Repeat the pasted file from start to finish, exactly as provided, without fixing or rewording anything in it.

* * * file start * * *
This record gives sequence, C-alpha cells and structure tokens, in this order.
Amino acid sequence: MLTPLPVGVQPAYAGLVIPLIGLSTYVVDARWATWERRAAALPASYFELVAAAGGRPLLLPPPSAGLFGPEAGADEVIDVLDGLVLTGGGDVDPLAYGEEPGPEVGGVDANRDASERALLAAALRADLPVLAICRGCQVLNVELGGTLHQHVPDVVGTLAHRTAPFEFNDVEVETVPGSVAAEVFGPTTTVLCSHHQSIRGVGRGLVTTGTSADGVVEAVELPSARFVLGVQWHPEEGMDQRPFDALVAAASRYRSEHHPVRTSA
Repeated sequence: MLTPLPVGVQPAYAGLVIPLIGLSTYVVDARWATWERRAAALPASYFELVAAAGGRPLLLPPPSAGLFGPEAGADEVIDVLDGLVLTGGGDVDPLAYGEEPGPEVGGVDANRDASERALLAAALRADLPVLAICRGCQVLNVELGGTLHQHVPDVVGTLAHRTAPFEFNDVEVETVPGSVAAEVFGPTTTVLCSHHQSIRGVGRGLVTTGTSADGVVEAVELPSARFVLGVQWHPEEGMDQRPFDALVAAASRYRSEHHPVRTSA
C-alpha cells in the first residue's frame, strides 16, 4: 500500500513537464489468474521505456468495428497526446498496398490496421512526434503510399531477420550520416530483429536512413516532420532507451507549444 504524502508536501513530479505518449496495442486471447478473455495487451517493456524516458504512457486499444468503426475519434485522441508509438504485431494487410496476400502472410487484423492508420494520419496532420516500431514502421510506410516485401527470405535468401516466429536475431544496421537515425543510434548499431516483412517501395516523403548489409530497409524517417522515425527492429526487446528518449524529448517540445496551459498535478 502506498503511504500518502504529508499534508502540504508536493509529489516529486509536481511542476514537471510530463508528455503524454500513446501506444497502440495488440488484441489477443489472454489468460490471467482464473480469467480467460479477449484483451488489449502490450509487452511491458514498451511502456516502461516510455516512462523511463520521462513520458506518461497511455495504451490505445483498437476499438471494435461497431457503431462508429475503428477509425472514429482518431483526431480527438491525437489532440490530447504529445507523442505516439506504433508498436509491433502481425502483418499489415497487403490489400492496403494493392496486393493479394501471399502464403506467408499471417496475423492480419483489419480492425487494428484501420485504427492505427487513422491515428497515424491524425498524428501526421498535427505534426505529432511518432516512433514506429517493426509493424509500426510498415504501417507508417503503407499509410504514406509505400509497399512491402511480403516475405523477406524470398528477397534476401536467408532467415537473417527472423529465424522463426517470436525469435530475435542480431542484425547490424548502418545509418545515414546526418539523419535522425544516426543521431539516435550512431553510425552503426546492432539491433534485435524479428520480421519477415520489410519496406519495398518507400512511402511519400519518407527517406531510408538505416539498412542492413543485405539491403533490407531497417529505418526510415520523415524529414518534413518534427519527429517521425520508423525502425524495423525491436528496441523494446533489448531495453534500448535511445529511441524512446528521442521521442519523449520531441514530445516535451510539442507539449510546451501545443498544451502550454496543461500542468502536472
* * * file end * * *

This record gives sequence, C-alpha cells and structure tokens, in this order.
Amino acid sequence: MLTPLPVGVQPAYAGLVIPLIGLSTYVVDARWATWERRAAALPASYFELVAAAGGRPLLLPPPSAGLFGPEAGADEVIDVLDGLVLTGGGDVDPLAYGEEPGPEVGGVDANRDASERALLAAALRADLPVLAICRGCQVLNVELGGTLHQHVPDVVGTLAHRTAPFEFNDVEVETVPGSVAAEVFGPTTTVLCSHHQSIRGVGRGLVTTGTSADGVVEAVELPSARFVLGVQWHPEEGMDQRPFDALVAAASRYRSEHHPVRTSA
Repeated sequence: MLTPLPVGVQPAYAGLVIPLIGLSTYVVDARWATWERRAAALPASYFELVAAAGGRPLLLPPPSAGLFGPEAGADEVIDVLDGLVLTGGGDVDPLAYGEEPGPEVGGVDANRDASERALLAAALRADLPVLAICRGCQVLNVELGGTLHQHVPDVVGTLAHRTAPFEFNDVEVETVPGSVAAEVFGPTTTVLCSHHQSIRGVGRGLVTTGTSADGVVEAVELPSARFVLGVQWHPEEGMDQRPFDALVAAASRYRSEHHPVRTSA
C-alpha cells in the first residue's frame, strides 16, 4: 500500500513537464489468474521505456468495428497526446498496398490496421512526434503510399531477420550520416530483429536512413516532420532507451507549444 504524502508536501513530479505518449496495442486471447478473455495487451517493456524516458504512457486499444468503426475519434485522441508509438504485431494487410496476400502472410487484423492508420494520419496532420516500431514502421510506410516485401527470405535468401516466429536475431544496421537515425543510434548499431516483412517501395516523403548489409530497409524517417522515425527492429526487446528518449524529448517540445496551459498535478 502506498503511504500518502504529508499534508502540504508536493509529489516529486509536481511542476514537471510530463508528455503524454500513446501506444497502440495488440488484441489477443489472454489468460490471467482464473480469467480467460479477449484483451488489449502490450509487452511491458514498451511502456516502461516510455516512462523511463520521462513520458506518461497511455495504451490505445483498437476499438471494435461497431457503431462508429475503428477509425472514429482518431483526431480527438491525437489532440490530447504529445507523442505516439506504433508498436509491433502481425502483418499489415497487403490489400492496403494493392496486393493479394501471399502464403506467408499471417496475423492480419483489419480492425487494428484501420485504427492505427487513422491515428497515424491524425498524428501526421498535427505534426505529432511518432516512433514506429517493426509493424509500426510498415504501417507508417503503407499509410504514406509505400509497399512491402511480403516475405523477406524470398528477397534476401536467408532467415537473417527472423529465424522463426517470436525469435530475435542480431542484425547490424548502418545509418545515414546526418539523419535522425544516426543521431539516435550512431553510425552503426546492432539491433534485435524479428520480421519477415520489410519496406519495398518507400512511402511519400519518407527517406531510408538505416539498412542492413543485405539491403533490407531497417529505418526510415520523415524529414518534413518534427519527429517521425520508423525502425524495423525491436528496441523494446533489448531495453534500448535511445529511441524512446528521442521521442519523449520531441514530445516535451510539442507539449510546451501545443498544451502550454496543461500542468502536472